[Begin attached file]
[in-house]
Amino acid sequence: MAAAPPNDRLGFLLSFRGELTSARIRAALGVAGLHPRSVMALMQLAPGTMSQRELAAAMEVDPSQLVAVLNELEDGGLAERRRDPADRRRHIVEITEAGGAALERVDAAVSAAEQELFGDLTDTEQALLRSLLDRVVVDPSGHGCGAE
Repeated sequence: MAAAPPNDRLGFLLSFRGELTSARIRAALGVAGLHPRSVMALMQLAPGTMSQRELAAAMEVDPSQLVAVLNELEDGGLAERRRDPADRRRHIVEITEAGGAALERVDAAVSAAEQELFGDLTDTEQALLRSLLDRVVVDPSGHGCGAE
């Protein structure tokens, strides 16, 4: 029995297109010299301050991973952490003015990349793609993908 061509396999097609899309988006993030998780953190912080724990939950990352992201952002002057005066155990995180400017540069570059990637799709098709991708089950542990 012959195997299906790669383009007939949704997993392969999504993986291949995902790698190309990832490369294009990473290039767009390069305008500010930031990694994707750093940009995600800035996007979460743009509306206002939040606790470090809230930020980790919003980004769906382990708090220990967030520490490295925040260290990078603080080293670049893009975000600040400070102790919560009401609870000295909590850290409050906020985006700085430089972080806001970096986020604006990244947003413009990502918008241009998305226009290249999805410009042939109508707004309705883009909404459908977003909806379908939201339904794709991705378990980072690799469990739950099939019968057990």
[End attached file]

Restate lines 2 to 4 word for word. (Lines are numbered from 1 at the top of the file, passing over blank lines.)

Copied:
Amino acid sequence: MAAAPPNDRLGFLLSFRGELTSARIRAALGVAGLHPRSVMALMQLAPGTMSQRELAAAMEVDPSQLVAVLNELEDGGLAERRRDPADRRRHIVEITEAGGAALERVDAAVSAAEQELFGDLTDTEQALLRSLLDRVVVDPSGHGCGAE
Repeated sequence: MAAAPPNDRLGFLLSFRGELTSARIRAALGVAGLHPRSVMALMQLAPGTMSQRELAAAMEVDPSQLVAVLNELEDGGLAERRRDPADRRRHIVEITEAGGAALERVDAAVSAAEQELFGDLTDTEQALLRSLLDRVVVDPSGHGCGAE
């Protein structure tokens, strides 16, 4: 029995297109010299301050991973952490003015990349793609993908 061509396999097609899309988006993030998780953190912080724990939950990352992201952002002057005066155990995180400017540069570059990637799709098709991708089950542990 012959195997299906790669383009007939949704997993392969999504993986291949995902790698190309990832490369294009990473290039767009390069305008500010930031990694994707750093940009995600800035996007979460743009509306206002939040606790470090809230930020980790919003980004769906382990708090220990967030520490490295925040260290990078603080080293670049893009975000600040400070102790919560009401609870000295909590850290409050906020985006700085430089972080806001970096986020604006990244947003413009990502918008241009998305226009290249999805410009042939109508707004309705883009909404459908977003909806379908939201339904794709991705378990980072690799469990739950099939019968057990």